October - December 2017 | Issue 101


A Bumper Year for
International Practicum

51 student teachers, 15 partner universities, across 10 countries and spanning 4 continents. This has been the highest number of student teachers participating in International Practicum since its humble beginnings in 2012.

The 6th International Practicum Symposium 2017, organised by the Office of Teacher Education (OTE) was held at the National Institute of Education’s (NIE) U-Connect Room on 16 August 2017. The symposium aims to provide a platform for student teacher participants of the International Practicum (IP) programme to celebrate and share their experiences with their NIE supervisors, peers and juniors.

This year, a total of 51 student teachers took part in the IP programme, and NIE received a total of 93 foreign students. During the symposium, three student teachers and twenty seven foreign students presented and gave an overview of their International Practicum experience.

The International Practicum aims to broaden and deepen undergraduates’ learning experiences as well as to develop a global mindset with an appreciation of multiple perspectives. Since 2012, the program has grown from having 1 partner University to having 15 partner Universities from Asia, New Zealand, North America and Europe.
Lau Kai Jing, a Year 2 Degree student teacher who opted to fly to Sweden for her international practicum. She was attached to Rosendalsskolan, a Swedish primary school, for five weeks.

“My mentor, Mr Johnny Wretman, was wonderful with his students. His advice for handling students who misbehaved was to focus our talk on the student’s misconduct and to avoid criticising his/her character. He believes that all children are good and that teachers should love all students equally. Mr Wretman advocates that we should always let students know that we are upset with their behaviour, but continue to love them as our students.”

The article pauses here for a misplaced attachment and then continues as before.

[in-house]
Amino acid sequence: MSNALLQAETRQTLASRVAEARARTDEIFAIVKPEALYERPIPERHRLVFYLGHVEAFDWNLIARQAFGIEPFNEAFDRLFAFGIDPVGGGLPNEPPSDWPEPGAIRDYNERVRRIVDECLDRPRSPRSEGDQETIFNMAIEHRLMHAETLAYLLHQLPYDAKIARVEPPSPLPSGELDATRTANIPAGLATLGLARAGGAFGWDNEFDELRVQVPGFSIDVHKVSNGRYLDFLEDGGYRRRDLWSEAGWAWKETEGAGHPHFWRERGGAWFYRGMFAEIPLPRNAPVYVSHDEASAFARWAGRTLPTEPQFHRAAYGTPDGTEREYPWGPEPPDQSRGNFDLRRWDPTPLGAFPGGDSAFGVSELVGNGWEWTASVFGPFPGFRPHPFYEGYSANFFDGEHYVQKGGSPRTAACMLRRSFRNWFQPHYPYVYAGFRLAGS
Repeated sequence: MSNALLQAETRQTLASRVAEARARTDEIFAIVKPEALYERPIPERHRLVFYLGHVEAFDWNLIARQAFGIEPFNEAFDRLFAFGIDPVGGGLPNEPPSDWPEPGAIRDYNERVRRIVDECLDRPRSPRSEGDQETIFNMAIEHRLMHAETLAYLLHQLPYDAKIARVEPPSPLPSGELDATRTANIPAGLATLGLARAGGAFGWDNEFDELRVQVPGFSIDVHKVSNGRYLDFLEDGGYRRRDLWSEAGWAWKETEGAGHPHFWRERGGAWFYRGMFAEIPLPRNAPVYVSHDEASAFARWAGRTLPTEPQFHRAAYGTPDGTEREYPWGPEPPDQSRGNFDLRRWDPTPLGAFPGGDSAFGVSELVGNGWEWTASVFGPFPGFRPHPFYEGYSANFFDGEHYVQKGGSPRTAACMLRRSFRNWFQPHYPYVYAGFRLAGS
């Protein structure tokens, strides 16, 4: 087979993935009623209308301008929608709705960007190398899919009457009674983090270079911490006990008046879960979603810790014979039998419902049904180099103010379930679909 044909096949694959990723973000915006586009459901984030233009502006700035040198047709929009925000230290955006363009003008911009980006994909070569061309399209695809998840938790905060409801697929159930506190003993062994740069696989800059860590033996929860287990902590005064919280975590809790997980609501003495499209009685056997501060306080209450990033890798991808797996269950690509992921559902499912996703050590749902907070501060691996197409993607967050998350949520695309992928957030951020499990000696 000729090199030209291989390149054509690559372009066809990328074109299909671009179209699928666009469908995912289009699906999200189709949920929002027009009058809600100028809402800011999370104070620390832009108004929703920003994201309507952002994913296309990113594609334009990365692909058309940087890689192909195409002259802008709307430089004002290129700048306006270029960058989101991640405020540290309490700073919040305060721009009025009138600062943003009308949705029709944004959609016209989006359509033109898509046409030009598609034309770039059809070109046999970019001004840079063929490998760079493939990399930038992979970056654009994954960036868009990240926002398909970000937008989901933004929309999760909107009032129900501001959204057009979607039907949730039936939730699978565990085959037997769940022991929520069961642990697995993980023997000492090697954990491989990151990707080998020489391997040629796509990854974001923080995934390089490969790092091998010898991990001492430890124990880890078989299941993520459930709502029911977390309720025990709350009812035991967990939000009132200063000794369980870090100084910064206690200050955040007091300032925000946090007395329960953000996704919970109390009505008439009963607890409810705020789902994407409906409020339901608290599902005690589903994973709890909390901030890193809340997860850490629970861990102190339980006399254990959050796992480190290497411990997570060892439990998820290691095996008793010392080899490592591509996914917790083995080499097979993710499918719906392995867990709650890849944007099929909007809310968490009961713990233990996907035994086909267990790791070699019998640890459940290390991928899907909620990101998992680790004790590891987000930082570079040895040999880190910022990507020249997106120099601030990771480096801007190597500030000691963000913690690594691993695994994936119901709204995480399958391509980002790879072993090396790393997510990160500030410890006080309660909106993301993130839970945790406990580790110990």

When it came to comparing Asian and Western education systems, Kai Jing noticed that in Asian cultures, students often have to show absolute obedience to teachers (or any other authority figure). In the West however, a more informal teacher-student relationship is encouraged.

“I appreciate the informality between students and teachers in the Western culture as I think that students often find more motivation to work hard in a class with their ‘favourite’ teacher. However, I find it important for teachers to establish themselves as authority figures in the class, so that students can also learn about respect. All in all, it was a fruitful five weeks in Sweden. I am sure these experiences will go a long way as I embark on my journey to become a full-fledged teacher.”

Another student teacher who was enriched by the experience was Nur Adillah. Adillah spent her five weeks at Hillcrest Normal School in New Zealand.

“I had an enriching experience at Hillcrest Normal School. I now have a greater cultural appreciation and awareness. I will keep striving to be a better educator who can inspire others to achieve their dreams and reflect on my beliefs and practices.”

International Practicum has indeed fulfilled its purpose of providing the opportunity for NIE student teachers to experience school and classroom environments of a different educational system and culture.

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